routinely advised of their rights to petition the Board and that 
employees who are the object of an adverse or performance-based action 
are, at the time of the action, adequately advised of their rights to 
petition the Board. The notice in adverse or performance-based actions 
must be accompanied by proof of service.
    (b) The notice in adverse or performance-based actions shall 
include:
    (1) Time limits for filing a petition with the Board and the address 
of the Board;
    (2) A copy of the Board's regulations; and
    (3) Notice of the right to representation, and the availability of a 
hearing before the Board where factual issues are in dispute.

[58 FR 61992, Nov. 23, 1993, as amended at 68 FR 69298, Dec. 12, 2003]



Sec. 28.11  Filing a charge with the Office of General Counsel.

    (a) Who may file. (1) Any person claiming to be affected adversely 
by GAO action or inaction which is within the Board's jurisdiction under 
Subchapter IV of Chapter 7 of Title 31, United States Code, may file a 
charge with the General Counsel.
    (2) Non-EEO class actions. One or more persons may file a charge as 
representative of a class in any matter within the Board's jurisdiction. 
See Sec. 28.97 for EEO class actions.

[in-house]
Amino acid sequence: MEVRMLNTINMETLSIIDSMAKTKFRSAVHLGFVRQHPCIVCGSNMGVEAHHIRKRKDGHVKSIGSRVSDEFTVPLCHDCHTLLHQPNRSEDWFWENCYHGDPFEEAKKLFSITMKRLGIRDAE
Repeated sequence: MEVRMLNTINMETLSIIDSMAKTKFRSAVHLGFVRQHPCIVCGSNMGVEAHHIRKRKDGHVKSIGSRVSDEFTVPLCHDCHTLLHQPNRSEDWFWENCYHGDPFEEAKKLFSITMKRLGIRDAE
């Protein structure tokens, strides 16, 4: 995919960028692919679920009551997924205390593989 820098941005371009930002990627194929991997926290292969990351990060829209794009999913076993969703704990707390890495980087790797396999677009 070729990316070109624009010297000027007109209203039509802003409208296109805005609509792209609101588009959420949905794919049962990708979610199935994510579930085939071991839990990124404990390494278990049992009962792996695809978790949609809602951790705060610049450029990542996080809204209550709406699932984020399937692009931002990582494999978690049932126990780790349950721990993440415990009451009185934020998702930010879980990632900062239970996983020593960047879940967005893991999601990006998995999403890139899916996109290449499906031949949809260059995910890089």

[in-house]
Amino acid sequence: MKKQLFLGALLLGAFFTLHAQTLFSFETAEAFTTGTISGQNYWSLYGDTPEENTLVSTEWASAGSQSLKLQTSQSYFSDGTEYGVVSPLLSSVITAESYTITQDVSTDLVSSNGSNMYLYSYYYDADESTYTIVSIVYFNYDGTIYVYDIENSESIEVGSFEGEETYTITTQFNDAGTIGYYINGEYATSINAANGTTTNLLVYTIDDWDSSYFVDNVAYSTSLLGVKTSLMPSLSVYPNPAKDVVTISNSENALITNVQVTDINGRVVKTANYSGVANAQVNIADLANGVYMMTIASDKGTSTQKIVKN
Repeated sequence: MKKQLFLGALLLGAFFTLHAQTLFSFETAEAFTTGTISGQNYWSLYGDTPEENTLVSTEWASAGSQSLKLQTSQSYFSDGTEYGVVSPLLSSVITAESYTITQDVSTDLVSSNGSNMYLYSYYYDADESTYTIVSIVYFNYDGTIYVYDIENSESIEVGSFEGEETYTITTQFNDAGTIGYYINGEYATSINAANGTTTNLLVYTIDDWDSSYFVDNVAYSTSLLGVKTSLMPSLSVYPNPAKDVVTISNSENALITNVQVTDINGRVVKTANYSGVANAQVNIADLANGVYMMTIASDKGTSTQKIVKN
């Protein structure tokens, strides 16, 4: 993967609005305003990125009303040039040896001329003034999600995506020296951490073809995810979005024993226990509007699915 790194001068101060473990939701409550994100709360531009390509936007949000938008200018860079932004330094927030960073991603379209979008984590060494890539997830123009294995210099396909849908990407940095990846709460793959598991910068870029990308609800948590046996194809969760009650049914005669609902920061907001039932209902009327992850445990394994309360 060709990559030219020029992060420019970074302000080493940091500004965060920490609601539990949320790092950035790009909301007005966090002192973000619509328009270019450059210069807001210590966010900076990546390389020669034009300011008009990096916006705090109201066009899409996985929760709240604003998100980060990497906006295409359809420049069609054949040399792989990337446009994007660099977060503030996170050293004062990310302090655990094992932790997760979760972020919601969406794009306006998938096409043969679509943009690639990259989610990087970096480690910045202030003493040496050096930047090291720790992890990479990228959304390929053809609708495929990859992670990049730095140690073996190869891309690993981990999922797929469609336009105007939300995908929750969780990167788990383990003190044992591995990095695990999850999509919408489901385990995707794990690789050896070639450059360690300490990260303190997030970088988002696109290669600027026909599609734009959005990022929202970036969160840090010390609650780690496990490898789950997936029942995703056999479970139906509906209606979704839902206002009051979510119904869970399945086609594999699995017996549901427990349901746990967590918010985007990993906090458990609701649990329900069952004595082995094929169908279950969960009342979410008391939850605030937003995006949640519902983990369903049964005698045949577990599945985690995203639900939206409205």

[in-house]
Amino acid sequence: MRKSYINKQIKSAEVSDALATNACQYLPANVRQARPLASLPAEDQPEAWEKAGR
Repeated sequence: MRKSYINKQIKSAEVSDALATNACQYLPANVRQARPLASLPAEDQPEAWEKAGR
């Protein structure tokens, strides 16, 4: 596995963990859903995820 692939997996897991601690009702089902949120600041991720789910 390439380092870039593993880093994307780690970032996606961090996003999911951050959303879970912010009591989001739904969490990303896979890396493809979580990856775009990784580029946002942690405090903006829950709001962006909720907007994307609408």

(3) Unfair labor practice proceedings. Any person may file a charge 
alleging that the GAO or a labor organization has engaged or is engaging 
in an unfair labor practice. (The types of allegations which may be 
included in an unfair labor practice charge are discussed at Sec. 
28.121(a)).
    (b) When to file. (1) Charges relating to adverse and performance-
based actions must be filed within 30 days after the effective date of 
the action.
    (2) Charges relating to other personnel actions must be filed within 
30 days after the effective date of the action or 30 days after the 
charging party knew or should have known of the action.
    (3) Charges which include an allegation of prohibited discrimination 
shall be filed in accordance with the special rules set forth in Sec. 
28.98.
    (4) Charges relating to continuing violations may be filed at any 
time.
    (c) How to file. Charges may be filed with the Office of General 
Counsel by

[[Page 52]]

personal delivery (including commercial carrier) or by mail. The address 
to be used differs for the two kinds of filing.
    (1) A charge may be filed by personal delivery at the Office of 
General Counsel, Personnel Appeals Board, GAO, Suite 580, Union Center 
Plaza II, 820 First Street, NE., Washington, DC 20002.
    (2) A charge may be filed by mail addressed to the Office of General 
Counsel, Personnel Appeals Board, Suite 580, Union Center Plaza II, 441 
G Street, NW., Washington, DC 20548 or Office of General Counsel, 
Personnel Appeals Board, GAO, Suite 580, Union Center Plaza II, 820 
First Street, NE., Washington, DC 20002. When filed by mail, the 
postmark shall be the date of filing for all submissions to the Office 
of General Counsel.
    (d) What to file. The charging party should include in any charge 
the following information:
    (1) Name of the charging party or a clear description of the group 
or class of persons on whose behalf the charge is being filed;